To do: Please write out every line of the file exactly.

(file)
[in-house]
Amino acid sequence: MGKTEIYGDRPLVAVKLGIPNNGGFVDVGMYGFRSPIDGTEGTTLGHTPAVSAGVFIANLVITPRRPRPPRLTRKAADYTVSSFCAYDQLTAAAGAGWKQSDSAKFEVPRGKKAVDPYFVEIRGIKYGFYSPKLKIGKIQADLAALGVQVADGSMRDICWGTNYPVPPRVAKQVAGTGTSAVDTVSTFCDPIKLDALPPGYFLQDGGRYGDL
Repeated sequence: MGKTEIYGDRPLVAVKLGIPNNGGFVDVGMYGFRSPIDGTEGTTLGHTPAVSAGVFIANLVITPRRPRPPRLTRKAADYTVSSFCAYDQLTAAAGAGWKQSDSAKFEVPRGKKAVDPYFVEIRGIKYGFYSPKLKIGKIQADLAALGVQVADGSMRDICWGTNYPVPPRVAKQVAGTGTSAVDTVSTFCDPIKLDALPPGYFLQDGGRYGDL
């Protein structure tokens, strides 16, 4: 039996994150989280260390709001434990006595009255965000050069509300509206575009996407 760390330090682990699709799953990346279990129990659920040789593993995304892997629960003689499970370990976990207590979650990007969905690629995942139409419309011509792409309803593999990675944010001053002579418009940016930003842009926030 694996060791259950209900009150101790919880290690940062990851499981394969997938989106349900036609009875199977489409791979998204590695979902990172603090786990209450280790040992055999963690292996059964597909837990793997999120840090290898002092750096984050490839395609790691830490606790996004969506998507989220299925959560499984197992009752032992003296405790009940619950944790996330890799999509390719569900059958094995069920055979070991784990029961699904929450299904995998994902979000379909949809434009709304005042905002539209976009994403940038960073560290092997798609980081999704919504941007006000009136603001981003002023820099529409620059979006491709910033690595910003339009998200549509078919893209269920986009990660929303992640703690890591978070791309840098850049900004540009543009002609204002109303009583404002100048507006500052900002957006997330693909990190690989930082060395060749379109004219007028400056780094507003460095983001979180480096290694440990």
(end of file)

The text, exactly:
[in-house]
Amino acid sequence: MGKTEIYGDRPLVAVKLGIPNNGGFVDVGMYGFRSPIDGTEGTTLGHTPAVSAGVFIANLVITPRRPRPPRLTRKAADYTVSSFCAYDQLTAAAGAGWKQSDSAKFEVPRGKKAVDPYFVEIRGIKYGFYSPKLKIGKIQADLAALGVQVADGSMRDICWGTNYPVPPRVAKQVAGTGTSAVDTVSTFCDPIKLDALPPGYFLQDGGRYGDL
Repeated sequence: MGKTEIYGDRPLVAVKLGIPNNGGFVDVGMYGFRSPIDGTEGTTLGHTPAVSAGVFIANLVITPRRPRPPRLTRKAADYTVSSFCAYDQLTAAAGAGWKQSDSAKFEVPRGKKAVDPYFVEIRGIKYGFYSPKLKIGKIQADLAALGVQVADGSMRDICWGTNYPVPPRVAKQVAGTGTSAVDTVSTFCDPIKLDALPPGYFLQDGGRYGDL
């Protein structure tokens, strides 16, 4: 039996994150989280260390709001434990006595009255965000050069509300509206575009996407 760390330090682990699709799953990346279990129990659920040789593993995304892997629960003689499970370990976990207590979650990007969905690629995942139409419309011509792409309803593999990675944010001053002579418009940016930003842009926030 694996060791259950209900009150101790919880290690940062990851499981394969997938989106349900036609009875199977489409791979998204590695979902990172603090786990209450280790040992055999963690292996059964597909837990793997999120840090290898002092750096984050490839395609790691830490606790996004969506998507989220299925959560499984197992009752032992003296405790009940619950944790996330890799999509390719569900059958094995069920055979070991784990029961699904929450299904995998994902979000379909949809434009709304005042905002539209976009994403940038960073560290092997798609980081999704919504941007006000009136603001981003002023820099529409620059979006491709910033690595910003339009998200549509078919893209269920986009990660929303992640703690890591978070791309840098850049900004540009543009002609204002109303009583404002100048507006500052900002957006997330693909990190690989930082060395060749379109004219007028400056780094507003460095983001979180480096290694440990």